Afghans protest Obama over student killings / PHOTO

Protesters took to the streets in Afghanistan, burning an effigy of the US president to slam civilian deaths during Western military attacks.

Afghans protest Obama over student killings / PHOTO

Protesters took to the streets in Afghanistan on Wednesday, burning an effigy of the US president and shouting "death to Obama" to slam civilian deaths during Western military attacks.

Hundreds of university students blocked main roads in Jalalabad, capital of eastern Nangahar province, to protest the alleged deaths of 10 civilians, mostly school children, in a Western military offensive on Saturday.



Asadullah Wafa, head of a presidential delegation sent to investigate the weekend attack in Kunar province in eastern Afghanistan, said he had confirmed that all of the dead was civilians.

"Those people that were killed were innocent civilians," Wafa told reporters in Asadabad, the provincial capital of Kunar. "We want to find and punish the person who has given the false information."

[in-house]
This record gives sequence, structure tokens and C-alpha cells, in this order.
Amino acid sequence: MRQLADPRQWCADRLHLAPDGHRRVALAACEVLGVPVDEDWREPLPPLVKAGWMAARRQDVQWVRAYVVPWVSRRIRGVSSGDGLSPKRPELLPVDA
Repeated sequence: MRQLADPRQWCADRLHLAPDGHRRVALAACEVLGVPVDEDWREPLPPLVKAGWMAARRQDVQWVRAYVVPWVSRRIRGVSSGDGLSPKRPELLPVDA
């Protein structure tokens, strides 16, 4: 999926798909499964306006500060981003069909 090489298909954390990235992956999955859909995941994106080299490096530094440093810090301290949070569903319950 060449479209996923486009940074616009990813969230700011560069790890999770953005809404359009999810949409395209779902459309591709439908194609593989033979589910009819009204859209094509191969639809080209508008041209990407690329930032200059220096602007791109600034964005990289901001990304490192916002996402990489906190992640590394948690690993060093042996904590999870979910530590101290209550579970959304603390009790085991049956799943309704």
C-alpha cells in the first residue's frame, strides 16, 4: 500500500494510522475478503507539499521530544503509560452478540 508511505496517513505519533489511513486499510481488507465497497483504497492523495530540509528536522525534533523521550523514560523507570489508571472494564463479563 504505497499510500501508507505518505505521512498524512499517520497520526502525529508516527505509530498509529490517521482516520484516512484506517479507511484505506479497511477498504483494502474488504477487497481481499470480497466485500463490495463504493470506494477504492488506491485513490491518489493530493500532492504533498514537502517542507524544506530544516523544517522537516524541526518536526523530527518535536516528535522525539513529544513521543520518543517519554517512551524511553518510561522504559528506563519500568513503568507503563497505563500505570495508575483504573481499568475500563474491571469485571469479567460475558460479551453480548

Eight boys, aged between 13 and 18, and two men in their 20s were killed, Wafa added.

Wafa's team spent several days interviewing local officials and relatives of the dead.

In the capital of Nangahar province, which borders Kunar, the university students took to the streets to protest against the raid, demanding those responsible be brought to justice.



"We have no more patience. It has happened repeatedly. If it occurs again, we will drop our pens and take arms," one group chanted.

Others targeted U.S. President Barack Obama and his Afghan counterpart, Hamid Karzai.

"Death to Obama. Down with Karzai," they shouted.



NATO-led forces said the raid was a "joint operation" and it was still under investigation, but Afghan Defence Ministry spokesman Zaher Azimi denied this, saying Afghan troops had not taken part.



The United Nations released figures this week showing that civilian deaths rose 10.8 percent in the first 10 months of 2009 to 2,038, up from 1,838 for the same period of 2008.

Obama early this month ordered 30,000 more U.S. troops to Afghan invasion, leading people fearing higher civilian casualties.


Agencies


Last Mod: 31 Aralık 2009, 13:31
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